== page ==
CIRCLE (The Center for Information and Research on Civic Learning and Engagement)
conducts research on the civic and political engagement of young Americans.
The Center for Information & Research on Civic Learning and Engagement

How Do We Create Culturally Competent Civic Engagement Strategies For Young Activists?

Earlier this fall, Egyptian student leaders visited CIRCLE to learn more about civic engagement and political mobilization. One question that arose from the discussion was how to get people mobilized when the government does not support public participation. The community organizing literature suggests that there are multiple methods of mobilizing people for social and civic Read More >

October 24th, 2011
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Examples of Organizations Engaging Young People in the 2010 Midterm Elections

This article presents examples of just a few of the many organizations that are investing time and energy in reaching out to young people to encourage them to vote in the 2010 midterm elections. Many of these organizations rely on peer-to-peer canvassing to reach potential voters, a strategy that research suggests can increase turnout among Read More >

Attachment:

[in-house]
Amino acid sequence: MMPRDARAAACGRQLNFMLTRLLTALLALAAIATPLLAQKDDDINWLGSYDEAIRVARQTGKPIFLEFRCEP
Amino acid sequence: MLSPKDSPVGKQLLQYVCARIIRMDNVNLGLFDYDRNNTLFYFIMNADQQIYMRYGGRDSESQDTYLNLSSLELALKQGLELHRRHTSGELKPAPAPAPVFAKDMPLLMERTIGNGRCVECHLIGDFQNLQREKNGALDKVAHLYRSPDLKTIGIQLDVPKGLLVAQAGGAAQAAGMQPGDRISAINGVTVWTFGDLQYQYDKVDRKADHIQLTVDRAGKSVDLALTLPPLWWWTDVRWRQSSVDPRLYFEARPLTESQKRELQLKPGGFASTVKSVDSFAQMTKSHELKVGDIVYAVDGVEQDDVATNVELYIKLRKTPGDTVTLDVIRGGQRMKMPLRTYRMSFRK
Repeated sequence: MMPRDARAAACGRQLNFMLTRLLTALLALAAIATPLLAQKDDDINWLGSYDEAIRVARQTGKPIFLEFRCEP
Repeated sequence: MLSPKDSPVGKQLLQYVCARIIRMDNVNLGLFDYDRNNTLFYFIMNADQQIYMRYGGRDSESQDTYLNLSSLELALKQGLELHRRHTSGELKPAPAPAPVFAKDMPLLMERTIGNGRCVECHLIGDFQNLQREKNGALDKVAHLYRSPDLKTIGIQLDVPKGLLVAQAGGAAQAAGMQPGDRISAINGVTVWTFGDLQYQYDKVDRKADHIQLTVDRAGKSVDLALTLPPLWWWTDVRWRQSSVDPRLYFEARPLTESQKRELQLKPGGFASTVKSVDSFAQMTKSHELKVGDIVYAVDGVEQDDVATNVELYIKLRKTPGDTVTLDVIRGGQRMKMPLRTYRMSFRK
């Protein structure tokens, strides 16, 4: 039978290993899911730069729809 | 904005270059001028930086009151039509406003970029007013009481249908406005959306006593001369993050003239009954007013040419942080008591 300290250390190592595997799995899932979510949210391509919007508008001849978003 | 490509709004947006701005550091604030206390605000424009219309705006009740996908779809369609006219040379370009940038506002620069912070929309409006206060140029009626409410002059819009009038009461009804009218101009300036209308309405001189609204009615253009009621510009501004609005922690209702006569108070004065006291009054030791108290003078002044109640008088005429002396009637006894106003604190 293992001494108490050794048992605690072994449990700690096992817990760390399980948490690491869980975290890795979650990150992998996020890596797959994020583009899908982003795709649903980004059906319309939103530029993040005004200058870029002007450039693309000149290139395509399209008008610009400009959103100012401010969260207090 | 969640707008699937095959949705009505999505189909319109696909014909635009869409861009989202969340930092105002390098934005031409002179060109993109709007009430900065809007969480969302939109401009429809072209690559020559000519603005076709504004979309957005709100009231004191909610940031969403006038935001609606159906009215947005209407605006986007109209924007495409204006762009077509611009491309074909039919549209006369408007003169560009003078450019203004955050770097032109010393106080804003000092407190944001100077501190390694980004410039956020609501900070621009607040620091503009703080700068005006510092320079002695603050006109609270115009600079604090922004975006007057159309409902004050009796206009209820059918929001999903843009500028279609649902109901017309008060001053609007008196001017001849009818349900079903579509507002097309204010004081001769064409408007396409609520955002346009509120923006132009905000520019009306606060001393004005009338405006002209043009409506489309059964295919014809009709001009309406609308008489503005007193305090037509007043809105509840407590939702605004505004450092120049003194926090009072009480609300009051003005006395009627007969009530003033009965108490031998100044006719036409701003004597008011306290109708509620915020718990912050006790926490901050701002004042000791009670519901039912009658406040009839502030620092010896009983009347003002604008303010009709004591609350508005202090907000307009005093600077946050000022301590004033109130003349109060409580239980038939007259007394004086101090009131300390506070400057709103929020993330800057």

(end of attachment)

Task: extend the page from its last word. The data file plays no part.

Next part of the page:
October 19th, 2010
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Civic Pathways Webinar

About half of young Americans have never attended college. They are less than half as likely to vote and to volunteer as their college-educated peers. These youth have few opportunities to develop civic skills and interests. Drawing on a white paper published by PACE-Philanthropy for Active Civic Engagement in October, 2009, An Inequitable Invitation to Read More >

Categories: Non-College Youth
January 25th, 2010
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Practitioner Experiences of Election/Same-Day Registration and the Youth Vote

This article uses CIRCLE’s recent fact sheet on state election laws to approach the topic from a different angle: the experience of Election-Day registration on the ground. Download the article here.

January 19th, 2010
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Political Engagement After the Election: What’s Next?

Millions of youth were mobilized in the 2008 election cycle. Youth voter participation increased by at least 3.4 million young people compared to 2004. Moreover, youth were a constituency that was targeted by numerous campaigns, and many young people actively worked to elect the candidate of their choice.However, a resulting question that has been asked Read More >

December 19th, 2009
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Find more analysis in our 2016 Election Center. For regular updates in your Inbox about youth and the 2016 election, sign up for CIRCLE's monthly E-Update here.